When, If Ever, Do Scandals Belong On A Scholar’s Wikipedia Page?


The various sexual harassment scandals and other controversies involving some well-known philosophers raise the question of how to determine whether information regarding such events is to appear in reference works about them, especially the world’s most popular reference, the constantly updated and largely crowd-sourced Wikipedia.

Consider the current Wikipedia entry for Thomas Pogge, who has been in the news lately concerning allegations of sexual harassment and unprofessional behavior. It is squeaky clean. Not one sentence fragment in the entire entry, as of this moment, alludes to any of this news. Perhaps that is how it should be, for now, or perhaps not? I’m not arguing one way or another here.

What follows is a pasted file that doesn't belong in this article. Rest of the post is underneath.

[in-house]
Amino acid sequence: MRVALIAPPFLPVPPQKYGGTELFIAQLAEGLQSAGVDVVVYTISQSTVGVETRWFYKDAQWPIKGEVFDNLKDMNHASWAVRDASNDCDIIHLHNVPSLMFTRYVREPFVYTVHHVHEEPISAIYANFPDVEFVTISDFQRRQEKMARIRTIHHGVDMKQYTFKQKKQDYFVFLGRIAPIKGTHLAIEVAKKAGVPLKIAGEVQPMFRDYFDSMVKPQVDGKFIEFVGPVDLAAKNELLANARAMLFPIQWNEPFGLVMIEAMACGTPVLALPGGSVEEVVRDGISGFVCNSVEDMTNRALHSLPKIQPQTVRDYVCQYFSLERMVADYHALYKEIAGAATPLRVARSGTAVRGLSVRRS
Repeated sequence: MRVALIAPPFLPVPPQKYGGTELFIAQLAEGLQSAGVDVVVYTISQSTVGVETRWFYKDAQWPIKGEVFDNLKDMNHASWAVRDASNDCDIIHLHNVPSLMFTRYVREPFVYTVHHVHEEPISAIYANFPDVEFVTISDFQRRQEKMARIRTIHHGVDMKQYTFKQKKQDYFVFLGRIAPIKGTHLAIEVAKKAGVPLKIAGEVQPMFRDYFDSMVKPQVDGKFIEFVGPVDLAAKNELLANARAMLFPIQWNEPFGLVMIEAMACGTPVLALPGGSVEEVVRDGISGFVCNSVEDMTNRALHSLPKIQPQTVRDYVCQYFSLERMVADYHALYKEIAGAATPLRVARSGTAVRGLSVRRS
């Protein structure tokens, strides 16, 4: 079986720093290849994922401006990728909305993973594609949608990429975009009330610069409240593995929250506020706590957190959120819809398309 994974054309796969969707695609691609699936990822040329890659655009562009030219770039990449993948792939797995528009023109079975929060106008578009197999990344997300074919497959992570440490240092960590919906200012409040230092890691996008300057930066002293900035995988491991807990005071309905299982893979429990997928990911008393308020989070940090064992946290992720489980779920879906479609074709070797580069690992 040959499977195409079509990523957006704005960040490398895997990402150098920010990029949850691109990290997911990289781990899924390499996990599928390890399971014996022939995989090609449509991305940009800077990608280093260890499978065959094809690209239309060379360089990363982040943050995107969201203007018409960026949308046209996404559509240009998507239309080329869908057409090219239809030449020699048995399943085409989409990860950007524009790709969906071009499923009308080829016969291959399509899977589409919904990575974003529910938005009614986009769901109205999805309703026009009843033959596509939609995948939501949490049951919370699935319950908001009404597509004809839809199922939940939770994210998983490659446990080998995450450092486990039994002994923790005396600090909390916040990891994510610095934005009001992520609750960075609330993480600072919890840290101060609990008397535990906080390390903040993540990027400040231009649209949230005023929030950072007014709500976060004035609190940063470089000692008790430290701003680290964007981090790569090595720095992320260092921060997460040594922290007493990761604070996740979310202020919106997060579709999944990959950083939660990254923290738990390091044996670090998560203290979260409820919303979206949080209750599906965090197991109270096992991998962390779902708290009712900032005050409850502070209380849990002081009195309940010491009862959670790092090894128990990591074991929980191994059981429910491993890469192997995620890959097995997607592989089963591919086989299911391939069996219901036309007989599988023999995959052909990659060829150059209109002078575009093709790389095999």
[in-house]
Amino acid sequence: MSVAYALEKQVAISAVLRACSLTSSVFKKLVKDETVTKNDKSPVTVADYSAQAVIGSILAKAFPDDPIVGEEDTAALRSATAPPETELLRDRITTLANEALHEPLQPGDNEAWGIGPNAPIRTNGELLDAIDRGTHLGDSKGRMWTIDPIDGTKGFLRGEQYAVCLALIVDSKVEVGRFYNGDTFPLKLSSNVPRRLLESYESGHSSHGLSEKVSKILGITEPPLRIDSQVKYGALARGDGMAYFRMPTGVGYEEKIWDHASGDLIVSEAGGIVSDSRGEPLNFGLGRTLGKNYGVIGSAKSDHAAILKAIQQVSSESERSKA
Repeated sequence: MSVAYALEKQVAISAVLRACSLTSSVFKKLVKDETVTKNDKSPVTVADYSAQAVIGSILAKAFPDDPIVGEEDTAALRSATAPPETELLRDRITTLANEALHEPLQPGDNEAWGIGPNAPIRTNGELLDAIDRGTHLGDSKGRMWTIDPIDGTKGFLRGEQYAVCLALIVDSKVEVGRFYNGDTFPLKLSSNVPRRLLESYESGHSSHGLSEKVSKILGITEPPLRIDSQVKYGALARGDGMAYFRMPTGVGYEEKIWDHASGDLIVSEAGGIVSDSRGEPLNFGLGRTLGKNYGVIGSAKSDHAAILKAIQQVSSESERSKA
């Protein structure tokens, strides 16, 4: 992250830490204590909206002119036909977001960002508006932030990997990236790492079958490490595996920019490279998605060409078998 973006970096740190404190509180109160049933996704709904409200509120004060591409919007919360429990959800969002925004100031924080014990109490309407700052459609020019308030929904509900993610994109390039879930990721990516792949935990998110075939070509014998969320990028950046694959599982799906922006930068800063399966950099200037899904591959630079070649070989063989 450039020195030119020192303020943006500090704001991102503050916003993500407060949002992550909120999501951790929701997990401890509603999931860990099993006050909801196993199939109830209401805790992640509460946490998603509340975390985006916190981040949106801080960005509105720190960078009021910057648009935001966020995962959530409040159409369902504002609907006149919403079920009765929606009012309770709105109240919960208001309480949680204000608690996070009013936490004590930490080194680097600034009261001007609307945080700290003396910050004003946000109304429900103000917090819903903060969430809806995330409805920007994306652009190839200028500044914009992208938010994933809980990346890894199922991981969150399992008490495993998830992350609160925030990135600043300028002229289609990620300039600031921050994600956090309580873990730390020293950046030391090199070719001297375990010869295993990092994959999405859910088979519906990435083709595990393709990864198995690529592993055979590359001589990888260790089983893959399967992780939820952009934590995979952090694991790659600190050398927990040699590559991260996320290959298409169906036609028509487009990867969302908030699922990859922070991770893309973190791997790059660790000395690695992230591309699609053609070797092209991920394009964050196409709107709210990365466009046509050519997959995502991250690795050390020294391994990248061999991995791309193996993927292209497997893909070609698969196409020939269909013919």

A look at the “talk page” for Pogge’s entry reveals some of the discussion taking place behind the scenes (apparently this part of the exchange took place in May):

Pogge wikipedia talk screenshot

A more recent discussion is more heated:

Pogge wikipedia talk screenshot 2

Respectful, non-libelous discussion welcome.

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